EU Wants Greece to Finally Implement Stalled Whistleblower Directive

BRUSSELS – It’s already four months past the deadline but Greece should move to implement a European Union Whistleblower Directive, the European Commission said, but there’s no penalties for not doing so.

With media freedom groups complaining that the New Democracy government is trying to stifle – and surveil – journalists, the EU said whistleblowers, often sources for reporters, should be protected,  said EURACTIV.

The site pointed to the long-stalled case of alleged corruption surrounding the Swiss pharmaceutical company Novartis in which the former ruling Radical Left SYRIZA – without any proof – said 10 rival politicians took bribes.

The case involved four alleged whistlebowers who said only that they overheard talk of bribery but nine of the accused were cleared of any wrongdoing despite the Leftists saying the case was the biggest scandal in modern Greek history, but no one has been prosecuted.

The EU’s whistleblower directive provides protection to whistleblowers in the 27 member states but most have ignored it and aren’t being required to push it beyond urging by officials to make moves.

It was adopted in October 2019, and member states had until December 2021 to transpose it into national law, something Greece has failed to do along with some two-thirds of the other members.

“As guardian of the Treaties, the Commission will take all necessary measures to ensure the effective enforcement of the directive. On 28 January 2022, the Commission addressed a letter of formal notice to Greece for failure to communicate the measures taken to transpose the directive by the deadline of 17 December 2021,” EU Commission Vice-President Věra Jourová said.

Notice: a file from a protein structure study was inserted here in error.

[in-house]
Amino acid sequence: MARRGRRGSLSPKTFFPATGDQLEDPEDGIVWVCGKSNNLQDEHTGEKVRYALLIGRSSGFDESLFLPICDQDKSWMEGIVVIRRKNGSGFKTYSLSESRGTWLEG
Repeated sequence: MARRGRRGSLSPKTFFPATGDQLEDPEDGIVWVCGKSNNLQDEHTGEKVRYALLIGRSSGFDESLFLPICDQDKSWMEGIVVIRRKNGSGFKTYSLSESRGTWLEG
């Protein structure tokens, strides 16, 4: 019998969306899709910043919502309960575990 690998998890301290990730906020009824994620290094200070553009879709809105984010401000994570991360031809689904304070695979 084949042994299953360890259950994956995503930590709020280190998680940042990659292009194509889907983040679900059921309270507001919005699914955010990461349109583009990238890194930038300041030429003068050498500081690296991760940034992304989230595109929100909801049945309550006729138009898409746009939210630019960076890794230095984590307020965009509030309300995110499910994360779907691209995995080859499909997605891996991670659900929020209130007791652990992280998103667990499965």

That was in response to a formal question by Leftist Member of the European Parliament Stelios Kouloglou who said the deadline had been missed and there was scant work being done to implement the directive, the site said.

“The relevant parliamentary committee has not completed its work, and public consultation with civil society and stakeholders has not progressed,” Kouloglou said. There was no report of a response from the government.

He accused the government of Prime Minister Kyriakos Mitsotakis of stalling it as his administration is being hammered by media freedom groups for failing to protect whistleblowers and journalists.

The MEP added that although the opposition and NGOs have urged for transparency, the conservative New Democracy government (EPP) has unjustifiably delayed the process by constantly postponing it.

Other member states who have failed to meet the deadline at least are moving toward implementing the directive, the story said, but not Greece and there apparently aren’t any penalties for not doing so yet.

“Whistleblowers are brave people willing to bring illegal activities to light – often at great risk to their career and livelihood – to protect the public from wrongdoing. They deserve recognition and protection for their brave actions. I call on the member states to transpose the new rules without delay,” she said but she’s been ignored as well too.


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